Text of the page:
Craning my neck to see the sky among my grandfather’s towering corn stalks is one of my earliest memories. Papa’s fresh-picked peas, rhubarb, strawberries, mint and sweet corn, and their aroma in my grandparents’ kitchen stirred a deep sense of well-being and peace in my two-year-old psyche, and the imprint has remained throughout my life.
Kids and Gardening – Missed Opportunities
In my early twenties, blissfully expecting my first child, I was happy to be feeling like a true Earth Mother, as I worked with my children’s father in our large organic garden. Planting medicinal herbs on a sunny California day, I can only say that I “downloaded” a message (long before that term was coined). The words I heard or felt were something like this:
“There is no adversity on the planet for which there’s not already a solution growing from the Earth. We are self-contained.” Clear as a bell. I hope I imparted that unexpected gift of wisdom to my kids, but, alas”¦
Someone once asked me what I’d do if I had only 24 hours to live. The answer was quick, and almost alarming: I would teach my sons how to grow food and medicine. I’ve tormented myself, wondering how I never found time to do that. Was I so busy providing financial sustenance for them, I’d simply forgotten to teach them basic survival skills? Regardless, they’re exploring their own joy in gardening as adults, and are letting their little ones join in. Thankfully, they spent time as little ones in their own grandfather’s corn patch.
School Gardening Program
As a senior volunteer, I watch wide-eyed 8-year-olds in the local school gardening program. Some of these kids are clearly surprised at how all the systems of a plant, soil, sun and water, work together to create food. Most of them are interested, some are fascinated, some simply mesmerized.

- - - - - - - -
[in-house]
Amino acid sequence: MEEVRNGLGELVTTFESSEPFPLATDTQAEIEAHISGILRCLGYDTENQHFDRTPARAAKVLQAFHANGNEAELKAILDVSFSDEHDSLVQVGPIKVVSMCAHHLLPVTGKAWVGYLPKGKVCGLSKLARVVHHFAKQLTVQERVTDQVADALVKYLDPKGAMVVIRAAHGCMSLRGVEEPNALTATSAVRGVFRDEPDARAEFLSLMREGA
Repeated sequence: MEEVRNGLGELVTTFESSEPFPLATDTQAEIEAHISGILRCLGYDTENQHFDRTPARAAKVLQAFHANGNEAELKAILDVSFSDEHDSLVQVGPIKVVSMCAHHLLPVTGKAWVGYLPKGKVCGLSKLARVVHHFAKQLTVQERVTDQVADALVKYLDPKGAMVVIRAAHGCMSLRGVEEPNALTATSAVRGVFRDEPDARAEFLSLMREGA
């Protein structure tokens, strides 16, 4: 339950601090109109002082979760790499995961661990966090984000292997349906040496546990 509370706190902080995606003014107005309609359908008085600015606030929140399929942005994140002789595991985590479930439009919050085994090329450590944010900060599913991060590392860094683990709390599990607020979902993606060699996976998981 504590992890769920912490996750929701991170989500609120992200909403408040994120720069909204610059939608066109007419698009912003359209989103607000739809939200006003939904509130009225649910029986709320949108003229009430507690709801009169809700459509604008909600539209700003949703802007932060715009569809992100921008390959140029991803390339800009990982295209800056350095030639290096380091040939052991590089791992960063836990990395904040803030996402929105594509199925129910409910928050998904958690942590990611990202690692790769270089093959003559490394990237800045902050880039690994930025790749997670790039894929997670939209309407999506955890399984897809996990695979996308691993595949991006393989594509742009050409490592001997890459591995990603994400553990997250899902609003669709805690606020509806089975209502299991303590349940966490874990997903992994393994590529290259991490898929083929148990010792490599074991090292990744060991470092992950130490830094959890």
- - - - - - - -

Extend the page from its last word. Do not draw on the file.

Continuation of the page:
They get to plant, water, weed and taste what grows there, right in the courtyard of their school. They’re taught a deep respect for all the living beings that inhabit the garden, because they’ve learned the role each one plays. They know not to stomp a spider or kill a bee. They enjoy feeding their seedlings with the compost they’ve been working all year.
Whatever paths they choose as adults, the seeds of gardening have been planted in their young hearts during this magical hour spent weekly in their school garden.
Self-Quarantine – Gardening Revelations Keep Coming
My mother passed away last month. In this prolonged period of quiet isolation, I’ve roamed through memories of my childhood. When I was young, both my parents always had something growing – maybe a sign of their faith in the future, or some symbol of their trust in the process of life. Between the two of them, I grew up amidst lush tropical patio plants, burgeoning houseplants and fruit trees. Weeding this year’s spring flowers, I’m thinking I may have inherited my mom’s deep appreciation of beauty.
But they, too, forgot to teach me how to grow food and medicine. When their nest was empty, they gardened with rigor, recreating the aromas and sensations of my childhood at Papa’s. It’s imperative, perhaps now more than ever, that children become imprinted with experiences of plants and soil, even if it’s just from watching someone in the garden.
Let’s be sure our kids know where their food comes from. Maybe there is something growing here to soothe every human struggle. The mere act of gardening can bring a sense of peace like nothing else. Besides, the future of the planet may depend on it.